On my morning jaunts, I stay out doing street fashion shoots until my i-Phone’s camera runs out of juice or my right knee gives up the ghost which is usually about the same time. I have my third breakfast at 10:45 back at the hotel in the packed patio which was a charming, sophisticated dining court the night before — photos of Rock Hudson, Ira von Furstenburg, and Francis Coppola reading Portnoy's Complaint adorn the colonnade walls ― but is this morning overrun with Marbella Costa del Sol types in Panama hats. I was thrilled to get back to my third floor eyrie and close the striped curtains for a massive siesta.

•    •    •


La Toya Jakson’s blonde double Sonya ‘Bambi’ Tanwell of Goa at the U.S. – Tangier Delegation dinner

(See Video: U.S. Legation, Tangier: http://youtu.be/KYhwFopP3eI)

In the evening American Legation Tangier director, John Davison hosts a lively dinner for visiting supermodel Sonya ‘Bambi’ Tanswell and her partner Gita Sahni in the stunning early 19th century residence now part museum with a fascinating collection of Paul Bowles memorabilia. Also present landscaper Madison Cox who now maintains Les jardins Majorelle in Marakesh.

On my second day in Tangier I have lunch at ‘Ocean’ on Plage du Sol with the jetsetters. I now know that, in Tangiers, there are two types of people: those who stay at Le Mirage (a 5-star Costa del Sol style solarium and all bungalow hotel that drapes down the cliff in a nasty not a nice way and overlooks Saudi Crown Prince Salman's beach villa cum army camp) and there are the rest.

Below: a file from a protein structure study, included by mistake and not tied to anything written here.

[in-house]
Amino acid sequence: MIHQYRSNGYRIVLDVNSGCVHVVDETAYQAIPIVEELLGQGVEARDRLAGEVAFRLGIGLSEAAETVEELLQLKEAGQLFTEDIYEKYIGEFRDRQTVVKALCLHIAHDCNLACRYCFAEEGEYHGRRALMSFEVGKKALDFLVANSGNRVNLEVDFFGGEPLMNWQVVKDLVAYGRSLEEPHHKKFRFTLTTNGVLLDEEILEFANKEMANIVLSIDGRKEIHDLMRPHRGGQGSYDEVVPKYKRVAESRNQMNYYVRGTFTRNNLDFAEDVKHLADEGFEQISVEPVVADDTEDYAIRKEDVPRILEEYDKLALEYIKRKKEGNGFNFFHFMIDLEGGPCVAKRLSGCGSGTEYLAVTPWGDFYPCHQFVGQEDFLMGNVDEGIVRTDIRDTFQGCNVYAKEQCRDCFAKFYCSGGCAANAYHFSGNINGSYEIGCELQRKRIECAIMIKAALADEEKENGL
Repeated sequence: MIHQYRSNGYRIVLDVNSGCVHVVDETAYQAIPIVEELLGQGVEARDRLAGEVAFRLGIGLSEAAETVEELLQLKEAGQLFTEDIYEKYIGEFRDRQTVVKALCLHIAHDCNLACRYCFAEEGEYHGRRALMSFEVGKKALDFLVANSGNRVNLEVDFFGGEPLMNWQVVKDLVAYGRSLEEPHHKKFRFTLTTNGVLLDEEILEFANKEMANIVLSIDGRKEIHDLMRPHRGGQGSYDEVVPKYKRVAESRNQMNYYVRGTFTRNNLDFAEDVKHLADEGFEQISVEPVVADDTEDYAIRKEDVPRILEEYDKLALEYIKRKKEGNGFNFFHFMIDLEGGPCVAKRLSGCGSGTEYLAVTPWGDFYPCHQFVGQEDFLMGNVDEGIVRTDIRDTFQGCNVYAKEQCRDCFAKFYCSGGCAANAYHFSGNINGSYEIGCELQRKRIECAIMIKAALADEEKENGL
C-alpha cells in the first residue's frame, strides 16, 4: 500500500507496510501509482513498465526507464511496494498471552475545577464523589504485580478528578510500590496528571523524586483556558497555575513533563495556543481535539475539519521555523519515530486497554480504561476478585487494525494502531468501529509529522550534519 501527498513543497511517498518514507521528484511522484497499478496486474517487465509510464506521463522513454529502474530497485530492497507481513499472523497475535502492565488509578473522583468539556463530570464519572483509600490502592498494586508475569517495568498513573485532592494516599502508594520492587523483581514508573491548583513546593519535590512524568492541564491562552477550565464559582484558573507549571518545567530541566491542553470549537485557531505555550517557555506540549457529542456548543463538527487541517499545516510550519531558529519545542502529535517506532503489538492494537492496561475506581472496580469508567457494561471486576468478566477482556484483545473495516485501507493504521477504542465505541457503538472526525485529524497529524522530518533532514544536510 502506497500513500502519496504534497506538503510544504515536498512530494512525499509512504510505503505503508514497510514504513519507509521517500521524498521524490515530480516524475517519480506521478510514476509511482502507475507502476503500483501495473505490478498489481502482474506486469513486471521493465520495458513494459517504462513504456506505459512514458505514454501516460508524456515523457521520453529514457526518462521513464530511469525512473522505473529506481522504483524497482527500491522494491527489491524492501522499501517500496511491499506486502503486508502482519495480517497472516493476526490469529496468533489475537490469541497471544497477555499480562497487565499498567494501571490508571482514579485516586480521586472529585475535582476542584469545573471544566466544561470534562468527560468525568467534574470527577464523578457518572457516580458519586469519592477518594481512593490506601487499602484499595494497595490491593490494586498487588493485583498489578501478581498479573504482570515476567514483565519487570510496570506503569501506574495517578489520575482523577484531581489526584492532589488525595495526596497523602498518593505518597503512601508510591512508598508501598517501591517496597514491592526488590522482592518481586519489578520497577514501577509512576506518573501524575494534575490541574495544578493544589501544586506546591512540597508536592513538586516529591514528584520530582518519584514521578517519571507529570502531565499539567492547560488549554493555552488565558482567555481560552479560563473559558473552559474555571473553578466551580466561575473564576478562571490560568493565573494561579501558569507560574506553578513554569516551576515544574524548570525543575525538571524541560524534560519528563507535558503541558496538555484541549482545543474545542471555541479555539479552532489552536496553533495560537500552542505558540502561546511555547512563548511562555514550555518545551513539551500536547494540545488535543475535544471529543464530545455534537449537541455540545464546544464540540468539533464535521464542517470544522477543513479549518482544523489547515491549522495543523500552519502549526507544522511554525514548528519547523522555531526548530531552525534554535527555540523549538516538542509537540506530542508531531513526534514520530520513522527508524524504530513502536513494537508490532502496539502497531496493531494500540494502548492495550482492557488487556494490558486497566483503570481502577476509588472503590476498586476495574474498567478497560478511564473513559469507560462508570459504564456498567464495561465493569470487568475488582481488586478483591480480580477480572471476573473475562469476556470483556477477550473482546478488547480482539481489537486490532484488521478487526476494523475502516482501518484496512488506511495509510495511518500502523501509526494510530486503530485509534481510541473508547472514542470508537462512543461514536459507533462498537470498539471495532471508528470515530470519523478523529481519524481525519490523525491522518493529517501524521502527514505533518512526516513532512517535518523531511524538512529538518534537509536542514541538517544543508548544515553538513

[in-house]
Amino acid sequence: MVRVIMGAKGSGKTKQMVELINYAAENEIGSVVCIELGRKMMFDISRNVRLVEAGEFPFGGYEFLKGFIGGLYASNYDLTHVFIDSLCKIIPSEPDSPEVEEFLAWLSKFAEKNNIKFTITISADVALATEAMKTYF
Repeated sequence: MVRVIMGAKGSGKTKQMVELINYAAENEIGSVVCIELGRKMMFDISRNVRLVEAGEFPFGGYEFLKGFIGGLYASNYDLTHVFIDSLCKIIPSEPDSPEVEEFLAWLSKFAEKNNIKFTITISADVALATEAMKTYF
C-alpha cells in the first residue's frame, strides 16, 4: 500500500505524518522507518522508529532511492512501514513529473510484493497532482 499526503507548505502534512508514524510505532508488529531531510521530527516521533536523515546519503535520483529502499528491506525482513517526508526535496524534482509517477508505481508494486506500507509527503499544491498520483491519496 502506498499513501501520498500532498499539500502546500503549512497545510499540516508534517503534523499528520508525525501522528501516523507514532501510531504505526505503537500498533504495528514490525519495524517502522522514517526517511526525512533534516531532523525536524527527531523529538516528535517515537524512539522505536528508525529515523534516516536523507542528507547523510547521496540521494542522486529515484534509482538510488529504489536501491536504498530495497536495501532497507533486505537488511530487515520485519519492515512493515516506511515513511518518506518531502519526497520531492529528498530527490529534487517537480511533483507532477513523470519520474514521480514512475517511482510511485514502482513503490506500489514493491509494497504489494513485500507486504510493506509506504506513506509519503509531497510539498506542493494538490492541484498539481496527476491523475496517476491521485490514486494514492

Waiters drape on the terrace at ‘Ocean’, Plage du Sol, Tangier

Spotted at Ocean today: the polished dark brown goddess Linda Pinto (the late great interior designer Alberto's sister who has always run the show), many elegant French grandees and a fine selection of roasted English. The Ocean is wonderful: the trim and terrific hand-plucked waiters sort of drape like tapirs between courses.

•    •    •

The umbrella pine forests on the drive back to town through the old mountain are to die for. But no self-respecting Australian would go near the beaches without a barge pole.

(See video: My Tangier: http://youtu.be/IskyvrKy-Eo)

The Power of the Youth
29 August 2014: To the beautiful memorabilia Spanish Island of Majorca

Majorca gets 12,000,000 mostly mass budget tourists a year. The island is approximately the size of Bali. Due to a concerted effort by local youth groups, the unique flavour, lifestyle, countryside, beaches and coastlines between the crowded tourism hubs have been preserved. In my two days here, I revelled in the pastoral countryside and clean bays and harbors. The drive from the airport, away from the tourist hub at Palma, is through heavenly pastureland in any direction. THERE ARE NO NODDY STATUES OR MUNICIPAL PLANTINGS LINING THE ROADS. Green belts are respected. S i g h ...if only Bali had followed this path.


A nearby beach

On my second day there I go to Cap Rocat, a fabulous 18th century fort now a boutique resort near Palma Majorca. Owners Tony and Pablo Carrington take us to lunch in hotel's harbor side restaurant. From there we can see the main town of Palma Majorca where we go after lunch.

•    •    •


Majorca-based artist Lin Utzon, at home in the hills near Porto Pedro, sitting in front of one of her ceramic murals.

In Majorca I also visited the house built by legendary Danish architect Jon Utzon on the cliffs at Porto Pedro — a masterpiece of simple elegant coastal architecture. Visits can be arranged through the Utzon Foundation.


The main square of the town of Felanitx in Majorca.

(see video: My Majorca: http://youtu.be/3TNP5b3ek5M)

Palma Majorca, the island capital, is a mix between Cancun and Seville. The old town, dominated by the world’s biggest gothic church — itself built over a former Moorish citadel — is totally charming. The touristic new town with its holiday high-rises is a bit of horror.